In a highly successful campaign where “the camera tastes food before the mouth does”, Johnson & Johnson China focuses on young Chinese consumers’ love of taking pictures of their meals and sharing on social media networks to remind them to pay attention to oral health at “foodie time.” The small budget campaign was 720 times more cost-effective than the average CPM of TV in China tier one cities.

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Listerine uses Jiepang’s Smart Photo Frame to Connect with Chinese Consumers

Here’s how it works: The office gang was about to start dinner at their favorite hangout, Mr. Shi’s, when Janet aimed her smartphone at the plates in front of her snapping a picture of the steamed dumplings, beer-marinated chicken and the lamb and vegetable dishes. Before checking in and sharing her photos with her friends on China’s most popular LBS app, Jiepang, she decorated her pictures with cartoon lips and teeth that neatly framed the photo and identified her as a “foodie”.

In the corner of the photo frame was a small Listerine logo with text: “I’m crazy about food”. Use of the photo frame earned the user a discount on the new Listerine Green Tea flavor mouthwash at local retailers. Johnson & Johnson is clearly aware of the need to connect with the consumer on the consumer’s terms, both online and off, making marketing a natural part of the message and making that message come alive as part of the user experience.

It seems that companies like Johnson & Johnson are enjoying a vast market in China where mouthwash is not a typical part of daily oral hygiene. Though only costing $60,000, the highly successful “Camera Tastes the Food Before the Mouth Does” campaign gained 2.54 million media impressions, increased sales 23% and was nominated for “Best Small Budget Marketing Campaign” by Asian Marketing Effectiveness 2013.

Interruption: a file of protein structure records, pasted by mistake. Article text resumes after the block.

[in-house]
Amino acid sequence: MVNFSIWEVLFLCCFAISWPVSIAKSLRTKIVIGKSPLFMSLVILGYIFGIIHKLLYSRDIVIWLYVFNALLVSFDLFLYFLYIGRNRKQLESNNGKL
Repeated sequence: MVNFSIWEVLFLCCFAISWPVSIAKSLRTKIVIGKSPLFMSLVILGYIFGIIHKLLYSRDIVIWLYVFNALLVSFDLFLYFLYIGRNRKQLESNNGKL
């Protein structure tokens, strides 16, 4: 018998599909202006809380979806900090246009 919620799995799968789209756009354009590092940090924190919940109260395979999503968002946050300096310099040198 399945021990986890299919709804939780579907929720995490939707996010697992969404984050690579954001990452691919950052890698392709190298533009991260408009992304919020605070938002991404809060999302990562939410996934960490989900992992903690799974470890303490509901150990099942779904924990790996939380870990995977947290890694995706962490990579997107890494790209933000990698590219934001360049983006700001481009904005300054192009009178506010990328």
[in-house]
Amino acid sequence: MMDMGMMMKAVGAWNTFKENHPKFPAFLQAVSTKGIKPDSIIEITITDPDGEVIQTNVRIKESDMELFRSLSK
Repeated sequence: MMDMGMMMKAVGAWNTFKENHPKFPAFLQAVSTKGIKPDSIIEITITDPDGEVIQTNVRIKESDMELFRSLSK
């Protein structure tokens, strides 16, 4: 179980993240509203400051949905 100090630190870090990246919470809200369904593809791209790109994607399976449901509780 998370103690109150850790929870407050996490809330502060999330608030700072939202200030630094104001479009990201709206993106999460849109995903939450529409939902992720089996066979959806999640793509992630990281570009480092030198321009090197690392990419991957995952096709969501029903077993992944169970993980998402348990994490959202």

Similarly, Neutrogena’s “I Love Sunshine” campaign relies on Jiepang’s open API to create smart photo filters that users can apply to their photos, adding sun ray photo effects according to the time of day, location, temperature and timestamp of the photo along with a UV rating.  Users of the photo filter earn a branded virtual badge with special code that can be redeemed for a discount on Neutrogena purchases both on- and offline.

Checking in by itself is only part of the story.  But when typically activities like taking a picture are augmented with Jiepang’s smart photo filters or their newest activity tags such as “exercise”, “work”, “food”, or “travel” people are sharing more about themselves – the who and what, not just the where of their lives. This provides more common points of connection between users on- and offline and gives global brand partners like Johnson & Johnson, Starbucks, Volkswagen and others more meaningful ways to reach consumers.

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